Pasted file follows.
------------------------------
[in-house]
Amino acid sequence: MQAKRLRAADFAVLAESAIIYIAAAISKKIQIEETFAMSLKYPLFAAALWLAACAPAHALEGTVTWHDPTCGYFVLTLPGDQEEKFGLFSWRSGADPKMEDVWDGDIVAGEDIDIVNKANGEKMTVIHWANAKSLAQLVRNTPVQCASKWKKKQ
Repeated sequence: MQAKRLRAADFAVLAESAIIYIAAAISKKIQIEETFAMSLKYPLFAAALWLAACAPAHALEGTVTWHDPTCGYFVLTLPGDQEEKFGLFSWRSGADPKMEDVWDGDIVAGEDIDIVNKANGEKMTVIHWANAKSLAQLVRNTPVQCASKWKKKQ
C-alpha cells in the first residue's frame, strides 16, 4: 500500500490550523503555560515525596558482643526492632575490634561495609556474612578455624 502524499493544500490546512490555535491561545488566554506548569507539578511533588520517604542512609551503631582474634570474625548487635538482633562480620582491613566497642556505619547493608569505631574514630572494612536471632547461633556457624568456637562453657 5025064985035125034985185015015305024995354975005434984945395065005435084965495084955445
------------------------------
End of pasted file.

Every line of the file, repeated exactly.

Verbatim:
[in-house]
Amino acid sequence: MQAKRLRAADFAVLAESAIIYIAAAISKKIQIEETFAMSLKYPLFAAALWLAACAPAHALEGTVTWHDPTCGYFVLTLPGDQEEKFGLFSWRSGADPKMEDVWDGDIVAGEDIDIVNKANGEKMTVIHWANAKSLAQLVRNTPVQCASKWKKKQ
Repeated sequence: MQAKRLRAADFAVLAESAIIYIAAAISKKIQIEETFAMSLKYPLFAAALWLAACAPAHALEGTVTWHDPTCGYFVLTLPGDQEEKFGLFSWRSGADPKMEDVWDGDIVAGEDIDIVNKANGEKMTVIHWANAKSLAQLVRNTPVQCASKWKKKQ
C-alpha cells in the first residue's frame, strides 16, 4: 500500500490550523503555560515525596558482643526492632575490634561495609556474612578455624 502524499493544500490546512490555535491561545488566554506548569507539578511533588520517604542512609551503631582474634570474625548487635538482633562480620582491613566497642556505619547493608569505631574514630572494612536471632547461633556457624568456637562453657 5025064985035125034985185015015305024995354975005434984945395065005435084965495084955445